A Bank, A Prank, And the Watchful Eye of a Bulldog

This Gettysburg dog pre-dates the Civil War, but is worthy of note considering his important job in the community.

Back in the days of outhouse-tipping and long before the invention of electronic surveillance systems, providing security for Gettysburg’s bank was nothing like it is today. A few curious scenes are related in a “History of the Bank of Gettysburg, 1814-1864”:

In 1814, the bank — the only one in Adams County — hired a watchman who “had erected for his accommodation a box located on the pavement and which many of our older citizens will no doubt remember. A customary feat of the young bloods of the day out on a lark was to carefully lock the watchman in his box and transport the whole outfit to the windward. Many will also recall the bull dog who officiated as a guard and retained his situation for many years until he died full of years and crabbedness.”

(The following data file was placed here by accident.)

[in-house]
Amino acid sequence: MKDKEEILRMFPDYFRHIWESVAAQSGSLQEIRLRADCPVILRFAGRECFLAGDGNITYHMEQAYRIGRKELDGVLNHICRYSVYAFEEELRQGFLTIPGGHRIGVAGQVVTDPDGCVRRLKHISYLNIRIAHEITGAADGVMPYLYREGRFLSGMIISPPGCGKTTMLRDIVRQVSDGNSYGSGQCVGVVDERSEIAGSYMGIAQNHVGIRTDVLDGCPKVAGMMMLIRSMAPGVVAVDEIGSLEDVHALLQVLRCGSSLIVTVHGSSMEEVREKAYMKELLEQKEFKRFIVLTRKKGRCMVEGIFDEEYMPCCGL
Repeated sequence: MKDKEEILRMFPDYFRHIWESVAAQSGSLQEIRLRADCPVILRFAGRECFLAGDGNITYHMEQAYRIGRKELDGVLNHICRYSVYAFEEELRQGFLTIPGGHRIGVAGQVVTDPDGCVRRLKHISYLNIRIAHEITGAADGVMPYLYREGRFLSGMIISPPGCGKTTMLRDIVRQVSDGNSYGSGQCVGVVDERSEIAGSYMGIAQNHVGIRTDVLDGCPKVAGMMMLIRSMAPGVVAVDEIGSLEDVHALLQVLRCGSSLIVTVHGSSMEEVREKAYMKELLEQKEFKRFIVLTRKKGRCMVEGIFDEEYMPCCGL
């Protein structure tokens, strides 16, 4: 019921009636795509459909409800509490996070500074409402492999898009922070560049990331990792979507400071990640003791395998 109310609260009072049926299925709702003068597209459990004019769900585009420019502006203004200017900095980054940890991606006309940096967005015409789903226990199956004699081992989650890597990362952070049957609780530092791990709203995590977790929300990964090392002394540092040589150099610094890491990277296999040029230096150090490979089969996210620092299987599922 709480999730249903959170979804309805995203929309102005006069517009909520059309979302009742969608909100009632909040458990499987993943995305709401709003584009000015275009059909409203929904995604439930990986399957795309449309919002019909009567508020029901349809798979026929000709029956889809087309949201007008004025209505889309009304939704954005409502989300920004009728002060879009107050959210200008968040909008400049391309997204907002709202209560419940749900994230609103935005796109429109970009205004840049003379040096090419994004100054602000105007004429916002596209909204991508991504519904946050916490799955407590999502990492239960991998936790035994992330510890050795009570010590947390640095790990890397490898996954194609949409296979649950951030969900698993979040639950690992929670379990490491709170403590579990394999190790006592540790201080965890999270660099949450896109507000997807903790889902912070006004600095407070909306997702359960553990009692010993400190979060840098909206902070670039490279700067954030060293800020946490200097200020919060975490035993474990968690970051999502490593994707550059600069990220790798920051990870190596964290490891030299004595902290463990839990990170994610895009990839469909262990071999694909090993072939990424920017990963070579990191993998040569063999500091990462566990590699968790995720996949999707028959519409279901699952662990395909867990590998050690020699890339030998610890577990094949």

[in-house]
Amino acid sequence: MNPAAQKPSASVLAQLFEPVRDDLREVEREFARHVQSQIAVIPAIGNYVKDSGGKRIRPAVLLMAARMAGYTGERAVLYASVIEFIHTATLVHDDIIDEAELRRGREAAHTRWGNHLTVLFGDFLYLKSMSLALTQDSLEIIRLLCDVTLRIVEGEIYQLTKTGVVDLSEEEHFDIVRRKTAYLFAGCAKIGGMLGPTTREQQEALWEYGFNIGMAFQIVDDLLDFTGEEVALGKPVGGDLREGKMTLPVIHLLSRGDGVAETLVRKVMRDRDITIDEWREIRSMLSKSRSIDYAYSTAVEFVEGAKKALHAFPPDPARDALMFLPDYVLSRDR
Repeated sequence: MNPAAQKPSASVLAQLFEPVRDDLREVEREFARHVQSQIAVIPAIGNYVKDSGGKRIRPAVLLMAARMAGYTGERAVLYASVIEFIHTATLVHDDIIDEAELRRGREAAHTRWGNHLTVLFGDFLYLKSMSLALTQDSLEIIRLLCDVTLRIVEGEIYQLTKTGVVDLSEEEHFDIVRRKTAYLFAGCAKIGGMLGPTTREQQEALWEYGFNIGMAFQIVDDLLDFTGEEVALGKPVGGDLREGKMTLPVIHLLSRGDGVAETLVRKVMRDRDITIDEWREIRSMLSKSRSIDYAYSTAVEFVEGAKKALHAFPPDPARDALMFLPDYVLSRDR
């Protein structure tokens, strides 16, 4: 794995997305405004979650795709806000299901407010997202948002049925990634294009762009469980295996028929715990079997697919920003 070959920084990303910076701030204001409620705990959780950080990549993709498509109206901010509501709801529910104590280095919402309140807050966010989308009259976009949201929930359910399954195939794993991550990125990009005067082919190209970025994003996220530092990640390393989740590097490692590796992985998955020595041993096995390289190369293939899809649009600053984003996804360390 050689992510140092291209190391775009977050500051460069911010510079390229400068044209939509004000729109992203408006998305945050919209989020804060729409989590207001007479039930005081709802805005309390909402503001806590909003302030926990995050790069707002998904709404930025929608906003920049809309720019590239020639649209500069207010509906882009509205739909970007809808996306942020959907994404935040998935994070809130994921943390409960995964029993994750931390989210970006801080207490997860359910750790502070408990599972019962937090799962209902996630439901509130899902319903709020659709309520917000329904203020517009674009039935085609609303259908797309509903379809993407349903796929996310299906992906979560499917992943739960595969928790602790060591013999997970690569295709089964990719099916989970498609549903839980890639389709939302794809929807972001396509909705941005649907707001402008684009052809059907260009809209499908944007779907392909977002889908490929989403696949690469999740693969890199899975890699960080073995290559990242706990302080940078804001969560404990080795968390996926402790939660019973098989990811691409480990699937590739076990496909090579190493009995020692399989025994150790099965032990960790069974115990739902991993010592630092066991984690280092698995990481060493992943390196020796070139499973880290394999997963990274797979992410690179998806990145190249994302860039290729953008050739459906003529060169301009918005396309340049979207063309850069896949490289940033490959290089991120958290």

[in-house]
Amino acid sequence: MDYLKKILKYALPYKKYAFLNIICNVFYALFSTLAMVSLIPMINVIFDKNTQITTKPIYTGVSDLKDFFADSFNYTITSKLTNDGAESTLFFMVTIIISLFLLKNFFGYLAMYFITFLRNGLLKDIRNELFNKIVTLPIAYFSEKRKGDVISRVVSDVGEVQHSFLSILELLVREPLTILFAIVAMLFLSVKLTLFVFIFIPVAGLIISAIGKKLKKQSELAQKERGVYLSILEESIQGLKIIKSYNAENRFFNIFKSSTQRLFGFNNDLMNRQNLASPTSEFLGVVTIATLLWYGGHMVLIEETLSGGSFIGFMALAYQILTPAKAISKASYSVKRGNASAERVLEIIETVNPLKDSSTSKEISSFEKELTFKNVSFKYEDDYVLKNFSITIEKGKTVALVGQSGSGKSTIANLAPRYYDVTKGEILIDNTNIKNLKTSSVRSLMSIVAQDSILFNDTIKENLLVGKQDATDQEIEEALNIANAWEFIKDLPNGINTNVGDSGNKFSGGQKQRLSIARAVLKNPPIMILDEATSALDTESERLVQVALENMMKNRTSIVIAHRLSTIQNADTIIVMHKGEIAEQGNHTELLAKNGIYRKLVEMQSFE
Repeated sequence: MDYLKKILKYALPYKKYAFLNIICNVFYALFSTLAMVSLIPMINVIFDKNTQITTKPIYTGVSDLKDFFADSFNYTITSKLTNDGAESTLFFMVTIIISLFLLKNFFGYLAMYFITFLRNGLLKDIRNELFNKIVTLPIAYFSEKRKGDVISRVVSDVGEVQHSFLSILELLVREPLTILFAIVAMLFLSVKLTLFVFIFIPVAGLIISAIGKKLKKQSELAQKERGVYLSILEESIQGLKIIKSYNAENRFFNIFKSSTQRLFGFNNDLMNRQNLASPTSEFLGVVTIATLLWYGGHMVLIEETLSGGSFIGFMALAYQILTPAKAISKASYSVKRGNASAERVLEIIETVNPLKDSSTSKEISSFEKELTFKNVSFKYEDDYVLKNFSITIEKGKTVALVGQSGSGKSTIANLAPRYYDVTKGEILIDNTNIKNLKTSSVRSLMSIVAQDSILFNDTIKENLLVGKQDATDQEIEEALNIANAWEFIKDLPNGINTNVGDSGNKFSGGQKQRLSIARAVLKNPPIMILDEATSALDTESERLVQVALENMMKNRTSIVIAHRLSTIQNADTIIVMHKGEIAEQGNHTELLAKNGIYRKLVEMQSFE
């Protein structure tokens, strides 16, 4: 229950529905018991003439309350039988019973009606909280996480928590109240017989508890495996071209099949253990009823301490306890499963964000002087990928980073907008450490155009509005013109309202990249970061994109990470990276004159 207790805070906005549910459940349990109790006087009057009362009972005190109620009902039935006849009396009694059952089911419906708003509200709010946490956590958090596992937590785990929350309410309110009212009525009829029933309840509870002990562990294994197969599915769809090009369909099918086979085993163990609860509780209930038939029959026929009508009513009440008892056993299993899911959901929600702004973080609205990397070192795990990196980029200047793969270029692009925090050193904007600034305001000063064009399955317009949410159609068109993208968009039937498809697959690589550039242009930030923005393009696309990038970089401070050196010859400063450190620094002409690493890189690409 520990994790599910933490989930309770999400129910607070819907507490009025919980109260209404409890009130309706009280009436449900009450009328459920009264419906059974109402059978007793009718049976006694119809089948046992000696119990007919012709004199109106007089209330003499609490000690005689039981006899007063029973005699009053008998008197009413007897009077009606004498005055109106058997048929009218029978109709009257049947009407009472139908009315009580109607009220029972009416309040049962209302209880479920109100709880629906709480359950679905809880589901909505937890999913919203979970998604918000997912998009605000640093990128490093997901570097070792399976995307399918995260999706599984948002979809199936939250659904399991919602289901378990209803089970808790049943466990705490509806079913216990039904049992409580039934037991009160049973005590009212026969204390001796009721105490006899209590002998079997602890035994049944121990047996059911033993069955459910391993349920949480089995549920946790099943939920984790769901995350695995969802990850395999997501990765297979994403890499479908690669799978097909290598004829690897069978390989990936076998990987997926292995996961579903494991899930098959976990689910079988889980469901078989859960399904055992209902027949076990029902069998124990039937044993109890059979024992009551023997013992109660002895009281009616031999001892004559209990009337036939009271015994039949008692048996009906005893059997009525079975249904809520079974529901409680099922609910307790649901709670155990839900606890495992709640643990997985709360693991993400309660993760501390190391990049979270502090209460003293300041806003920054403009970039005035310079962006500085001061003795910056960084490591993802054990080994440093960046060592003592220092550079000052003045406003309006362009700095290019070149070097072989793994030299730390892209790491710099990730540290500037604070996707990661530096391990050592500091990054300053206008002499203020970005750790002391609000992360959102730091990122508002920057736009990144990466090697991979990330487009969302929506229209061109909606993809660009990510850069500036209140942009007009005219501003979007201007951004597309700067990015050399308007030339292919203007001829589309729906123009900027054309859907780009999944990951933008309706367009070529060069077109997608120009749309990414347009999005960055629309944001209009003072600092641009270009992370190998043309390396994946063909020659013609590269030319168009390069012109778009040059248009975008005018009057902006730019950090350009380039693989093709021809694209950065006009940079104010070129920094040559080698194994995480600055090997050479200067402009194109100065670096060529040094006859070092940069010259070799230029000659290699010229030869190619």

We suspect that no one ever tried to carry off the bull dog.

Source: “History of the Bank of Gettysburg, 1814-1864,” published by Gettysburg National Bank, 1914

Our illustration – From an 1890 print by Currier & Ives (Library of Congress)

About LoyaltyOfDogs

Our unique souvenirs and gifts honor the faithful dogs of the American Civil War to support animal rescue. Our donation total to date: $3,480. (updated 10/27/19) Learn more at http://www.LoyaltyOfDogs.com.
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